The pandemic forced many of us into spending unexpected, extended periods of time with unfamiliar neighbors, family members or strangers. Many of these connections progressed into deep friendships and other kinds of bonds, and have continued to grow and evolve as society has reopened.
The New York Times would like to hear from you about these rich relationships, including ones that have lasted as we ease back into our prepandemic rituals and those that were special only to a specific time in social isolation.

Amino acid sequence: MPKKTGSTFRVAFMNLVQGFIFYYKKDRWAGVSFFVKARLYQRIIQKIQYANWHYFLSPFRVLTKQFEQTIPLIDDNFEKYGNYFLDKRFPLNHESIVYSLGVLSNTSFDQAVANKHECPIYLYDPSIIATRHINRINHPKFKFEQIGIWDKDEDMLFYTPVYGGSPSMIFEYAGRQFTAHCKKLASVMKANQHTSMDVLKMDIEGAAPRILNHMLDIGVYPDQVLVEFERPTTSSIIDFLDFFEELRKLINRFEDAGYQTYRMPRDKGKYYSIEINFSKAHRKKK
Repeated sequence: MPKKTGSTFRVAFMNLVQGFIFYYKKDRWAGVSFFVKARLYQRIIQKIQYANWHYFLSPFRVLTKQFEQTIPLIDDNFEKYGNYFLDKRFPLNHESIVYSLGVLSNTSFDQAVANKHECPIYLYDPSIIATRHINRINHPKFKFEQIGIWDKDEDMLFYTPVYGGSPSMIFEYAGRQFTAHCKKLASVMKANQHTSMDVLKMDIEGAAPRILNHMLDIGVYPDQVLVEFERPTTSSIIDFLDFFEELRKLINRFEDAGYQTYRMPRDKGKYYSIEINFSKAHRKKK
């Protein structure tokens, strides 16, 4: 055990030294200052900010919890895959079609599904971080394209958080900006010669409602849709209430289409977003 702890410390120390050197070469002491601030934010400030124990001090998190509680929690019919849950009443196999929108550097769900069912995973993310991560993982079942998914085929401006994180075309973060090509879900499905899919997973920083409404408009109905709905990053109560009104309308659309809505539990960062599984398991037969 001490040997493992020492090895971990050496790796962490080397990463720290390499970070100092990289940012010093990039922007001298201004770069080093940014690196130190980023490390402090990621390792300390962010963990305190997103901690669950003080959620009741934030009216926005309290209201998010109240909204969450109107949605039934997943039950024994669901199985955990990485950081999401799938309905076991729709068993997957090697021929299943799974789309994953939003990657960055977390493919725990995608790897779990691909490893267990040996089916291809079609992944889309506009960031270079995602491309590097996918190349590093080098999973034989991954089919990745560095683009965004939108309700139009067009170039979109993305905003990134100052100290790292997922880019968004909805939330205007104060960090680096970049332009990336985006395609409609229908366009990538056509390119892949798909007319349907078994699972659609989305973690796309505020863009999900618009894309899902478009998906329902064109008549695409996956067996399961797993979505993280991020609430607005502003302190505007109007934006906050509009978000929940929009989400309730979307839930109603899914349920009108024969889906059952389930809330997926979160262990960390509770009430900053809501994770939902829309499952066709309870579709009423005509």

Did your relationship with a family member get better because of the time you spent at home? Did estranged or distanced family members reconnect? Maybe you finally met your next-door neighbor, perhaps cooking or running errands for each other. Did isolation help you build up the courage to talk to a stranger or put you in a position to meet someone new, like a spouse or partner?
Once your community started to open up, did you incorporate these new relationships into your life, or did they replace your earlier social circles? Or, did they end? What did you learn in that process?
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